SÃO PAULO –The heaviest storm in Brazil’s history hit the coast of São Paulo state on February 18- 19, leaving at least 65 people dead and 4,000 homeless.

Hundreds of houses collapsed in landslides caused by the downpour, which reached more than 23.6 inches.

The city of São Sebastião was the worst hit. The city draws thousands of tourists from the city of São Paulo each year, especially during holidays like the Carnival, when the tragedy occurred. There, 64 people died.

“Our parish became a center of donations coming from civic organizations and from dioceses, parishes, and local Caritas branches from all over the country,” Father Douglas Franco Machado told Crux.

The local Church has been giving support to the people impacted by the rainstorms from the start, Machado added. The city government has opened emergency shelters for up to 1,500 people who lost their homes and there they receive food, medical kits, and clothing. But there are many people not in shelters who also need help.

“Many victims are living with their families and need food, cleaning products, clothes. We have been working to serve these people,” he said.

In the days following the floods, there has been a surge of cases of diarrhea in the region, partially caused by the destruction of hundreds of septic tanks and the breakdown of the sanitation system.

The searches for victims took several days, with rescue teams having to remove a huge amount of mud and debris from the impacted areas. Many bodies were taken to one of the shelters in São Sebastião, Machado said.

“We were not able to go there because all roads were blocked, but ministers of our parishes were there. They even set up a prayer room at the shelter and gave comfort to the families,” he said.

Seven days after the incident, Machado could finally lead a liturgy to honor the victims and give hope to survivors.

“The community is psychologically devastated. But I told the people during Mass: ‘There was enough water to drown all of us. If we are still here, it means that we have a mission now’,” he said.

Solidarity has been huge, Machado said. The Archdiocese of São Paulo’s Caritas is one of the Church organizations working to coordinate relief.

“We launched a donation campaign and opened a bank account in order to make a financial contribution to the parish in São Sebastião. We also have been motivating people to donate food, medicines, and cleaning projects to the government’s Civil Defense,” Father Marcelo Marostica, Caritas’s director, told Crux.

Bishop Devair da Fonseca and Debora Ferraz in front of truck with donations. (Credit: Courtesy to Crux.)

He said that the initial impact of this kind of tragedy usually motivates a large amount of donations, but after some time they tend to fall. That is why Caritas São Paulo will send its financial contribution after that phase, when less contributions will be arriving.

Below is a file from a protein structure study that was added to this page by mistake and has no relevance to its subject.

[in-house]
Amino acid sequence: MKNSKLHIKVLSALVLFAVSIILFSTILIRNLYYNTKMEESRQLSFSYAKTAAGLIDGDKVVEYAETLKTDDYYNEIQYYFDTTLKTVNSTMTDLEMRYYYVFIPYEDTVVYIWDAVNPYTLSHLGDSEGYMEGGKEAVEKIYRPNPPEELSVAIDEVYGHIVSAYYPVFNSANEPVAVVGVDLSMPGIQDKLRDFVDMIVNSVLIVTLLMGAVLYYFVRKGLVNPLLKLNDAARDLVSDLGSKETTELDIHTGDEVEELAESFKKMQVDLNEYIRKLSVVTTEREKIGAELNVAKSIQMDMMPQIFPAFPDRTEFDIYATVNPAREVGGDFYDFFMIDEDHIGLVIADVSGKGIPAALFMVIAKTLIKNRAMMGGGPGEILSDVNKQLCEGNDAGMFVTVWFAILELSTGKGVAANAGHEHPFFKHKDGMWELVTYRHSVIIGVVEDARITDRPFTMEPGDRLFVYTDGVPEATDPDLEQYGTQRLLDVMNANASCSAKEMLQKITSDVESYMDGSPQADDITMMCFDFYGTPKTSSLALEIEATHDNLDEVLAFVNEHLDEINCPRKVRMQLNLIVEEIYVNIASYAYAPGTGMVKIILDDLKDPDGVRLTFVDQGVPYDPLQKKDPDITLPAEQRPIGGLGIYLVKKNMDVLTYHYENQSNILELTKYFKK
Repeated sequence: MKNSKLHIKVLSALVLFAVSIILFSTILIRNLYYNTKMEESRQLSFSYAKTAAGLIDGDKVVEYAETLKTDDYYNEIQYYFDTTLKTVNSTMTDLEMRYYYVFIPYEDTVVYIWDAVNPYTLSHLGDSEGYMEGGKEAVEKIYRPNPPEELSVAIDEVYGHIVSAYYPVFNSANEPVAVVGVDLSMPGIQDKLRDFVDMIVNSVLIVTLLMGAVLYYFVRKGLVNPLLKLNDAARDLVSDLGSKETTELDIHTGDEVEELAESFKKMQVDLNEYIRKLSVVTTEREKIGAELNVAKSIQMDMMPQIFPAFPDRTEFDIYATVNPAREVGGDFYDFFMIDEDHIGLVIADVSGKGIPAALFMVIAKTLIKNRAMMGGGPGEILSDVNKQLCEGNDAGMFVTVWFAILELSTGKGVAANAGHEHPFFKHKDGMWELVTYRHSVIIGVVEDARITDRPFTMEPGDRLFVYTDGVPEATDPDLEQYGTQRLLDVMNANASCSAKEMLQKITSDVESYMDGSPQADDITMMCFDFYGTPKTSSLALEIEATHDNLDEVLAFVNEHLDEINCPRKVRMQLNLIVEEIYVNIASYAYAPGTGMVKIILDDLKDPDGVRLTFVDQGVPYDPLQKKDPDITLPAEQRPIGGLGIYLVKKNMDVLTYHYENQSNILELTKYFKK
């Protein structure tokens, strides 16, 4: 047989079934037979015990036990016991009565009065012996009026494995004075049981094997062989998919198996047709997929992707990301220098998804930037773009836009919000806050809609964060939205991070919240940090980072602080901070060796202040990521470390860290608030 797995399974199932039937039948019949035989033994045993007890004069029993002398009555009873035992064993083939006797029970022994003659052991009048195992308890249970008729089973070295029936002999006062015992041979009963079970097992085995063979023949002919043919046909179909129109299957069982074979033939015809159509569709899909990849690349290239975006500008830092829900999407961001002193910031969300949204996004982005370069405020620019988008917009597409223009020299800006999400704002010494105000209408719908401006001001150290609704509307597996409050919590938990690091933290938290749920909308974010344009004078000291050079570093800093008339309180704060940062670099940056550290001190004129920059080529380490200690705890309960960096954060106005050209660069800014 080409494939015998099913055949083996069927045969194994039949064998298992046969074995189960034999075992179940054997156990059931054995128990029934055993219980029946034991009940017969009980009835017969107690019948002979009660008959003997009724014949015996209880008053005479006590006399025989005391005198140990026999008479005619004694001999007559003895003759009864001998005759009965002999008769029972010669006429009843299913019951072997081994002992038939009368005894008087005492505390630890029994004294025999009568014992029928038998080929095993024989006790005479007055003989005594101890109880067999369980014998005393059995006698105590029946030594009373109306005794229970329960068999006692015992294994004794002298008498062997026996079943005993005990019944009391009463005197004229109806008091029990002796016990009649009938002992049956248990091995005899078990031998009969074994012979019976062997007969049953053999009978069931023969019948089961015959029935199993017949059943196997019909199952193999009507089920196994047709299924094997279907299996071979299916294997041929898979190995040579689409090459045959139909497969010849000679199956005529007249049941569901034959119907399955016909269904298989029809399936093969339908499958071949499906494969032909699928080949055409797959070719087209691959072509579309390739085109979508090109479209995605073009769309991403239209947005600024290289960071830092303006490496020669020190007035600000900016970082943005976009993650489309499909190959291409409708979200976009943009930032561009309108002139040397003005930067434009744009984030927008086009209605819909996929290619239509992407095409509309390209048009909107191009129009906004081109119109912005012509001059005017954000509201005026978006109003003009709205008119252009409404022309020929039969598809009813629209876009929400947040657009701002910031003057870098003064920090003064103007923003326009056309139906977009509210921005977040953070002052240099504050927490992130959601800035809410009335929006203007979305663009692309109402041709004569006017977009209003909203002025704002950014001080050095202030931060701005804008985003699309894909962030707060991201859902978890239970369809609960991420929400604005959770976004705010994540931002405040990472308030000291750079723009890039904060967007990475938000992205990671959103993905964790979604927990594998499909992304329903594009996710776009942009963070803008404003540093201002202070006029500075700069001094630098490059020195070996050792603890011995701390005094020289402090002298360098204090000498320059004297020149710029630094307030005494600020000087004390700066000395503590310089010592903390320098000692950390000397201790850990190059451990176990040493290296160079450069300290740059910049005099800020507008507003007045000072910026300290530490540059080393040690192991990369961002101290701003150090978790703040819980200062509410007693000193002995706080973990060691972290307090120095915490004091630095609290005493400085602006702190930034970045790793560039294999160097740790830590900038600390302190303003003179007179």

“We know that at any moment another tragedy may happen elsewhere, and donations will go down. But we will still need them. So, we are taking care to properly manage everything that is arriving,” Machado said.

The priest added that he has been continually receiving phone calls from clergy and laypeople offering assistance. That was the case of the Diocese of Piracicaba, which sent a truck full of donations to São Sebastião last week.

“We sent 250 food kits, besides clothes and cleaning products. The truck broke down in the road due to overload,” said Bishop Devair da Fonseca.

The campaign was organized by a Piracicaba civic organization called Exército de Formiguinhas (Little Ants’ Army), which is endorsed by the diocese and is housed at the diocesan headquarters.

“They distribute 1,500 food kits every month in the poor neighborhoods of the city,” da Fonseca said.

Débora Ferraz, the founder of the group, explained that she contacted Machado and he informed her of their most urgent needs – cleaning products, hygiene items, diapers, and clothes.

“We had only one day to collect the donations and to buy additional items. The reaction of the people was fantastic, and donations were generous. We travelled to São Sebastião one week after the storm,” she told Crux.

Two Capuchin priests from Piracicaba accompanied Ferraz and not only helped to distribute the donations, but also took part in the commemoration with the families of the victims led by Machado.

“We saw with our own eyes the hardships that those people are facing. You can feel their pain, but also their faith – and a great atmosphere of solidarity,” Ferraz said.

She and da Fonseca are now planning to launch a new campaign in order to collect specific items, like diapers.

“We also want to make something bigger now so we can really help to rebuild some of those families’ lives,” Ferraz said.

Despite the situation, Machado said that something beautiful is taking place.

“The Brazilian people is so generous that it could end hunger in the world. Even the people here, who have been affected by the tragedy, are working as volunteers with us. The people’s faith is alive,” the priest said.